The visit of the Magi became the focus of Epiphany in early church times. Looking back on the early story, the church came to realize the true epiphany in the story – Jesus Christ came for the whole world. These men from the far east would certainly be seen as Gentiles. They were clearly outside the Jewish faith. Yet God called them. Through a sign in the heavens – a new star – one that God knew would get their attention, God called. Using their belief that the world and nature reveal things to humanity, God led the Magi to come and see the newborn Jesus.

Following the star was the Magi’s natural instinct. Once they arrived, something else took over. We read, “They saw the child with his mother Mary, and they bowed down and worshipped him”. Jesus was not on a throne. He did not dwell in a palace. Nothing about his surroundings or his mother or his economic status would ever suggest “king”. Yet in great joy they knew – this is the one! They worshipped and gave gifts. Guided by God, they then return to their country.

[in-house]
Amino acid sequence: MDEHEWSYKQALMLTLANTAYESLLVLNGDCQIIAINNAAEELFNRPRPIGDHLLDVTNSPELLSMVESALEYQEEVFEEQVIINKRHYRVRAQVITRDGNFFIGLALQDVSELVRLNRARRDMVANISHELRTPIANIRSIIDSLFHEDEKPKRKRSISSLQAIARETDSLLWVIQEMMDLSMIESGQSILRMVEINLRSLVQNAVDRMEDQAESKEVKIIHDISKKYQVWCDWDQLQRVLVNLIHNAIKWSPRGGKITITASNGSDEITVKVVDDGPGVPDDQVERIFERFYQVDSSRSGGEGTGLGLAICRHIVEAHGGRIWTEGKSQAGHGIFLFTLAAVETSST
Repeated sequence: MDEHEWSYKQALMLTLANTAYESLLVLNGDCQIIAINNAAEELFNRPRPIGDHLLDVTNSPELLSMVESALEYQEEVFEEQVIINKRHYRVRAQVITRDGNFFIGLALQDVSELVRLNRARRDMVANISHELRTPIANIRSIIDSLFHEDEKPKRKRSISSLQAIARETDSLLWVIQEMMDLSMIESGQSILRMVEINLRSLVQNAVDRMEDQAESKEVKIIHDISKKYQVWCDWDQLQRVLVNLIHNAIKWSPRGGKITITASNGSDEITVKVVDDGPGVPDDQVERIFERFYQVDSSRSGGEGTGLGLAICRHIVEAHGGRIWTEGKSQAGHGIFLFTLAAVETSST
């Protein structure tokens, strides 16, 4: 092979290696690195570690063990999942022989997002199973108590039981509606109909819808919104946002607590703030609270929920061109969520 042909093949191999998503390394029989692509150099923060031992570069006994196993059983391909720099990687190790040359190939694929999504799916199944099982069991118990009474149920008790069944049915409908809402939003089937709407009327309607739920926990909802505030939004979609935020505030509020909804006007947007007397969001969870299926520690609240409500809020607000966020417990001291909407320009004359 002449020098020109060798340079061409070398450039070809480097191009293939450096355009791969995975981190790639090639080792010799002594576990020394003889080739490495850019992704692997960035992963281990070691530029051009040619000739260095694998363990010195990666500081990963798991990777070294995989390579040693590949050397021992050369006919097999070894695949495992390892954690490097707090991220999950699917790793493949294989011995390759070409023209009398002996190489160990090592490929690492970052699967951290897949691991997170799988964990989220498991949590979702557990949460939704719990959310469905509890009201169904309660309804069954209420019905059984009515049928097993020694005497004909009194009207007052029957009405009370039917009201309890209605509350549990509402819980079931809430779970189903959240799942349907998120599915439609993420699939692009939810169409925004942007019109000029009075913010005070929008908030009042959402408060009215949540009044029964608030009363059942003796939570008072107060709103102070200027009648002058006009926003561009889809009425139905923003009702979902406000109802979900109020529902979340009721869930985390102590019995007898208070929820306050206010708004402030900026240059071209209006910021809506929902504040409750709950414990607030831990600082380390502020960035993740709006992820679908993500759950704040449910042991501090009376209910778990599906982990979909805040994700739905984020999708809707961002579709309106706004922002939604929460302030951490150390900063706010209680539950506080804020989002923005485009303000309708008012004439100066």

Today or tomorrow or the next day, when we have an epiphany moment, seeing God anew or in the face of one we encounter, will we too stop and praise God? Will we even recognize the hand of the divine at work? If we, like the Magi, head out seeking God, then God will find us. May it be so.

Prayer: Lord of all nations and all people, thank you for being such an inviting and welcoming God. You brought the Magi in, you welcome sinners like me. Your love abounds for all people. May my love look a little like your love. Amen.


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2020 – Committing

Reading: Ephesians 1: 3-14

Verse 4: “He chose us in him before the creation of the world to be holy and blameless in his sight”.